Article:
As the Russians acquired territory bordering on the Amu Darya, Sher Ali and the British quarreled, and the second Afghan War began (1878). Sher Ali died in 1879. His successor, Yakub Khan, ceded the Khyber Pass and other areas to the British, and after a British envoy was murdered the British occupied Kabul. Eventually Abd ar-Rahman Khan was recognized (1880) as emir. In the following years Afghanistan's borders were more precisely defined. Border agreements were reached with Russia (1885 and 1895), British India (the Durand Agreement, 1893), and Persia (1905). The Anglo-Russian agreement of 1907 guaranteed the independence of Afghanistan under British influence in foreign affairs. Abd ar-Rahman Khan died in 1901 and was succeeded by his son Habibullah. Despite British pressure, Afghanistan remained neutral in World War I. Habibullah was assassinated in 1919. His successor, Amanullah, attempting to free himself of British influence, invaded India (1919). This third Afghan War was ended by the Treaty of Rawalpindi, which gave Afghanistan full control over its foreign relations.

Attempts at Modernization and Reform

The attempts of Amanullah (who, after 1926, styled himself king) at Westernization—including reducing the power of the country's religious leaders and increasing the freedom of its women—provoked opposition that led to his deposition in 1929. A tribal leader, Bacha-i Saqao, held Kabul for a few months until defeated by Amanullah's cousin, Muhammad Nadir Khan, who became King Nadir Shah. The new king pursued cautious modernization efforts until he was assassinated in 1933. His son Muhammad Zahir Shah succeeded him. Afghanistan was neutral in World War II; it joined the United Nations in 1946.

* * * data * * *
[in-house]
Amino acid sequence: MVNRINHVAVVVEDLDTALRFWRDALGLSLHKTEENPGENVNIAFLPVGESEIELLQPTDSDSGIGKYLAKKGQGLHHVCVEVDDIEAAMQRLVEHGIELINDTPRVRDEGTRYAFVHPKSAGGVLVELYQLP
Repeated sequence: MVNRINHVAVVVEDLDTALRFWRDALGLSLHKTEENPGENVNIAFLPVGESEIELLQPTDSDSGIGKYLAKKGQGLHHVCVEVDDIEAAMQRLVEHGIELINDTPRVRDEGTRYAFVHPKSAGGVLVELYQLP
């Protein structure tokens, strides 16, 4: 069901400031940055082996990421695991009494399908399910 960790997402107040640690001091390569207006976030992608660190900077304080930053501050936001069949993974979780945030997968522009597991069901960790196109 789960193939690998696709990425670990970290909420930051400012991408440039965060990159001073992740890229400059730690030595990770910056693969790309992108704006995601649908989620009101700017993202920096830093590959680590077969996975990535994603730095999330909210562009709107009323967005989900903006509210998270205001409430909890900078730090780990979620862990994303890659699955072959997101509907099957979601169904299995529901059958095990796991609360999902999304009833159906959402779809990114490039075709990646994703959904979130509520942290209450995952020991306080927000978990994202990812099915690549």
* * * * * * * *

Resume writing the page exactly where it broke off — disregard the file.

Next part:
When British India was partitioned (1947), Afghanistan wanted the Pathans of the North-West Frontier Province, who had been separated from Afghan's Pashtuns by the Durand Agreement of 1893, to be able to choose whether to join Afghanistan, join Pakistan, or be independent. The Pathans were only offered the choice of joining Pakistan or joining India; they chose the former. In 1955, Afghanistan urged the creation of an autonomous Pathan state, Pushtunistan (Pakhtunistan). The issue subsided in the late 1960s but was revived by Afghanistan in 1972 when Pakistan was weakened by the loss of its eastern wing (now Bangladesh) and the war with India.

In great-power relations, Afghanistan was neutral until the late 1970s, receiving aid from both the United States and the Soviet Union. In the early 1970s the country was beset by serious economic problems, particularly a severe long-term drought in the center and north. Maintaining that King Muhammad Zahir Khan had mishandled the economic crisis and in addition was stifling political reform, a group of young military officers deposed (July, 1973) the king and proclaimed a republic. Lt. Gen. Muhammad Daud Khan, the king's cousin, became president and prime minister. In 1978, Daud was deposed by a group led by Noor Mohammed Taraki, who instituted Marxist reforms and aligned the country more closely with the Soviet Union. In Sept., 1979, Taraki was killed and Hafizullah Amin took power. Shortly thereafter, the USSR sent troops into Afghanistan, Amin was executed, and the Soviet-supported Babrak Karmal became president.